Nervous Records – the Roy Williams interview
-Hey, I’ve just bought the debut album of a psychobilly combo called the Frantic Flintstones.
-Is that any good?
-Of course, it’s on Nervous Records!
That’s the kind of dialog that my psychobilly pals and I used to have. Nervous was for us – and I’m sure we weren’t alone – a reference. Nervous records always had the best stuff coming with nice sleeves too. Judge by yourself: the Polecats, The Sharks, Frenzy, the Ricochets, the Coffin Nails, the Caravans, the Nitros, Restless, the Blue Cats, Buzz & the Flyers, Torment, Skitzo, Nekromantix, Batmobile, the Quakes, the Rattlers… Impressive isn’t it. Reading Nervous records’ back catalog is like reading a Who’s Who of Neo-Rockabilly and Psychobilly.
Of course, there was some exceptions:
-Look that’s the latest Nervous records lp.
-What’s the name of the band?
-Spook & the Ghouls.
Anyway Nervous records is indissociable from the whole genre, and we had to talk to Roy Williams. Now put your favorite Nervous album on the platter or in the player if it’s a cd and read the following interview..
by Fred “Virgil” Turgis
When and how did you discover rockabilly music?
I was collecting old rock’n’roll records in the early 60’s and I came across a listing of SUN 45’s for sales from someone called Breathless Dan Coffey (Breathless Dan Coffey is a well known record collector in Europe and he’s also the brother of Mike Coffey, guitar player for Crazy Cavan – ed.). Before that, the only time I’d heard of rockabilly was from a Guy Mitchell song! In truth, I’d been buying rockabilly records for some time, but never really knew the word in relation the records I had. We used to call it ‘the empty sound’ because of the slap-back echo!
The ‘division’ of rock’n’roll and rockabilly can be subtle and there’s a lot of ‘crossover’. I think of it this way
All rockabilly is rock’n’roll
All rock’n’roll is not rockabilly
All ants are insects
All insects are not ants
You can say that we have an interesting linguistic discussion here between etymology and entymology =;-)
Was Rock’n’roll the kind of music played at home when you were a kid?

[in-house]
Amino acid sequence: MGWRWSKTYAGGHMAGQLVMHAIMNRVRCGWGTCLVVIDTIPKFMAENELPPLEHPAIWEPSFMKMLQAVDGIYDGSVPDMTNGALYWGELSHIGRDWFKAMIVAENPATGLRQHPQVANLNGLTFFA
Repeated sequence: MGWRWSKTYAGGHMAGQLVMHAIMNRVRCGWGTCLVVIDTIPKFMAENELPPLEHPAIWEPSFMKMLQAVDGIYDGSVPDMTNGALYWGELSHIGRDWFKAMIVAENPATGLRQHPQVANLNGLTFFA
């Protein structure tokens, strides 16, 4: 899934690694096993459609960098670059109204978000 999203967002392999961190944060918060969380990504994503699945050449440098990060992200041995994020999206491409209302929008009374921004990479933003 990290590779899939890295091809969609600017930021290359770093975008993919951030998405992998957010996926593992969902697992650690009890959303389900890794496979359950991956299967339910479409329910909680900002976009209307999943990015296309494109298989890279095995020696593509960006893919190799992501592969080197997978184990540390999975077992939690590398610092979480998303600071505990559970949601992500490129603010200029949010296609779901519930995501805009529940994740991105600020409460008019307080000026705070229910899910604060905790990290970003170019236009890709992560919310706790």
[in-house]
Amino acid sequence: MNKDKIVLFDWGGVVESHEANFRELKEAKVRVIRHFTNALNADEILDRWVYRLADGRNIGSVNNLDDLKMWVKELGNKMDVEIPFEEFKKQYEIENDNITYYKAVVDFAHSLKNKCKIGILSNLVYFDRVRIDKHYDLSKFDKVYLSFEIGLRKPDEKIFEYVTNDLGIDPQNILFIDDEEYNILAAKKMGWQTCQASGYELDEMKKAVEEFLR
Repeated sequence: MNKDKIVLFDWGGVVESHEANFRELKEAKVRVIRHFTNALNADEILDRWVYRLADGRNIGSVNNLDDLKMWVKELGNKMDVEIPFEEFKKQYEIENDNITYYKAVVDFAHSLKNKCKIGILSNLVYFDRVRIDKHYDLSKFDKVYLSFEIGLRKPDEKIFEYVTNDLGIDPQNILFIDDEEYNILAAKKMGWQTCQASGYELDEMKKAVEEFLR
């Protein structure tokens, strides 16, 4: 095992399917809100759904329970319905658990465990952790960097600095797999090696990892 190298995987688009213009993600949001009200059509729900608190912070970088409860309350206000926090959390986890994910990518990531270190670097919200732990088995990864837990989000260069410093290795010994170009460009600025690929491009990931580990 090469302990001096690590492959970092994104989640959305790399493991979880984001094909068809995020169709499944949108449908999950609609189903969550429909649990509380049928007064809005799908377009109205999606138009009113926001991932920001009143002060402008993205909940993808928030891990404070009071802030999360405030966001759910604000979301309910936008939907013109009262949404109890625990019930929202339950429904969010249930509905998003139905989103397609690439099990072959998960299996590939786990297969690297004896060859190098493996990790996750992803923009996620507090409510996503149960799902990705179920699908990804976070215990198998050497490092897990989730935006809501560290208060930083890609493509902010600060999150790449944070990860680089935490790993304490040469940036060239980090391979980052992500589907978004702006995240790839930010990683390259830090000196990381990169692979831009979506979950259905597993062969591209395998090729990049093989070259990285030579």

Oh no! My mother used to sing songs to me when I was very young. These were songs from the 1940’s. The only music my father liked on the radio was religious music. He used to complain that there was too much ‘boogie woogie’…. He used to tell me that our radio couldn’t get Radio Luxembourg (where all the good stuff was). I used to go and watch TV in the village pub with my friend whose parents owned the pub. I saw ‘6-5 Special’ on a small black and white TV, one of only two in the village. Then we moved back to Wales and lived in a village with no electricity for a while, so I missed a lot of 1950’s TV. Then, one day in 1958, I got on my bicycle and rode into the town (Aberystwyth) and walked into the pier. There was the smell of the candy floss and lots of flashing lights and a big jukebox pounding out rock’n’roll. I was lost……
Then we moved closer to the town and had electricity again and my parents bought a new radio and gave me the old one. I spent all my time on this radio listening to radio stations from other countries searching for rock’n’roll.
As a DJ you helped to promote Hank Mizzell’s Jungle Rock, you managed young bands. How did you decide to create your own label?
I saw a bit about how the music business worked from ‘Jungle Rock’ and I thought that I could create another hit with a young good looking British band. At about the same time, I saw that Ronnie Weiser has started his own label and there were lots of new labels in England because of punk. I thought that I could do this, too. I also thought that it was time that I established better financial security for my family because DJ work was not so reliable! I actually started in music publishing and the label came after.